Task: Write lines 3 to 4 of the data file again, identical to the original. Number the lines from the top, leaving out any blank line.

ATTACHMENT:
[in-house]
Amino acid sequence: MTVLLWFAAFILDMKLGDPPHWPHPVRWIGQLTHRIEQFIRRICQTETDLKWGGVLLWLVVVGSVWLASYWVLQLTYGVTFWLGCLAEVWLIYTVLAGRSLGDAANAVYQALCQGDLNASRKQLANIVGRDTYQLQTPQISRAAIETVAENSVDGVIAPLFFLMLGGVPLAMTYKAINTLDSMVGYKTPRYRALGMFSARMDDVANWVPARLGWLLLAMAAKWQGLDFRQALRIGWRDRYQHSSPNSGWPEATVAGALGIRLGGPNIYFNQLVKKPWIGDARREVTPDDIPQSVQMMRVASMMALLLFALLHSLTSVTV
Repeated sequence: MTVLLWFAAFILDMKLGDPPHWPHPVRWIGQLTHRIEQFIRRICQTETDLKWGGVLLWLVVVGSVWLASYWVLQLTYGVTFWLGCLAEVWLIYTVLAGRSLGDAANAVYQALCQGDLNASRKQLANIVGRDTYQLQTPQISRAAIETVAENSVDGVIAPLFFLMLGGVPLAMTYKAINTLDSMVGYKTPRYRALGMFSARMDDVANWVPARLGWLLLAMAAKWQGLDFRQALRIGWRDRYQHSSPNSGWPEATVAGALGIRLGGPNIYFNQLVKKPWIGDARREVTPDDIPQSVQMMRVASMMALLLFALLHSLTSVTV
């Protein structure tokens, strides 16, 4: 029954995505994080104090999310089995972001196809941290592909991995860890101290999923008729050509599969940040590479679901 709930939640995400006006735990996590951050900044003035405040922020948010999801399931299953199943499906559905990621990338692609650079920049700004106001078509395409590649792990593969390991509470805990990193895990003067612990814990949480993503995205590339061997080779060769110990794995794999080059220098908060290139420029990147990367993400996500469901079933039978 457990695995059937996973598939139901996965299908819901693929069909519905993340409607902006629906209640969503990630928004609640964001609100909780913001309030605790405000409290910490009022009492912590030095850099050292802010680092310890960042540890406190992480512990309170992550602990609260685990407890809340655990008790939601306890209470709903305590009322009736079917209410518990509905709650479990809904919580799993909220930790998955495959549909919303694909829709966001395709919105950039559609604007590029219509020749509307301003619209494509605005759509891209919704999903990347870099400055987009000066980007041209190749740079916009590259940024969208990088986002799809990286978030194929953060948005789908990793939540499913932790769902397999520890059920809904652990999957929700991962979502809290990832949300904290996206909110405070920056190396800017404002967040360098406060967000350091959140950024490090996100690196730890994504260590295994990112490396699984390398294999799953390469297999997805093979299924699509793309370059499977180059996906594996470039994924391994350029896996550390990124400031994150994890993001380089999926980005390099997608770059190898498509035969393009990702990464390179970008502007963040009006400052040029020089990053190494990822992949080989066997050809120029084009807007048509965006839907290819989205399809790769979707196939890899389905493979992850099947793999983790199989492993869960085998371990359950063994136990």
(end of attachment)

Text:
Repeated sequence: MTVLLWFAAFILDMKLGDPPHWPHPVRWIGQLTHRIEQFIRRICQTETDLKWGGVLLWLVVVGSVWLASYWVLQLTYGVTFWLGCLAEVWLIYTVLAGRSLGDAANAVYQALCQGDLNASRKQLANIVGRDTYQLQTPQISRAAIETVAENSVDGVIAPLFFLMLGGVPLAMTYKAINTLDSMVGYKTPRYRALGMFSARMDDVANWVPARLGWLLLAMAAKWQGLDFRQALRIGWRDRYQHSSPNSGWPEATVAGALGIRLGGPNIYFNQLVKKPWIGDARREVTPDDIPQSVQMMRVASMMALLLFALLHSLTSVTV
């Protein structure tokens, strides 16, 4: 029954995505994080104090999310089995972001196809941290592909991995860890101290999923008729050509599969940040590479679901 709930939640995400006006735990996590951050900044003035405040922020948010999801399931299953199943499906559905990621990338692609650079920049700004106001078509395409590649792990593969390991509470805990990193895990003067612990814990949480993503995205590339061997080779060769110990794995794999080059220098908060290139420029990147990367993400996500469901079933039978 457990695995059937996973598939139901996965299908819901693929069909519905993340409607902006629906209640969503990630928004609640964001609100909780913001309030605790405000409290910490009022009492912590030095850099050292802010680092310890960042540890406190992480512990309170992550602990609260685990407890809340655990008790939601306890209470709903305590009322009736079917209410518990509905709650479990809904919580799993909220930790998955495959549909919303694909829709966001395709919105950039559609604007590029219509020749509307301003619209494509605005759509891209919704999903990347870099400055987009000066980007041209190749740079916009590259940024969208990088986002799809990286978030194929953060948005789908990793939540499913932790769902397999520890059920809904652990999957929700991962979502809290990832949300904290996206909110405070920056190396800017404002967040360098406060967000350091959140950024490090996100690196730890994504260590295994990112490396699984390398294999799953390469297999997805093979299924699509793309370059499977180059996906594996470039994924391994350029896996550390990124400031994150994890993001380089999926980005390099997608770059190898498509035969393009990702990464390179970008502007963040009006400052040029020089990053190494990822992949080989066997050809120029084009807007048509965006839907290819989205399809790769979707196939890899389905493979992850099947793999983790199989492993869960085998371990359950063994136990």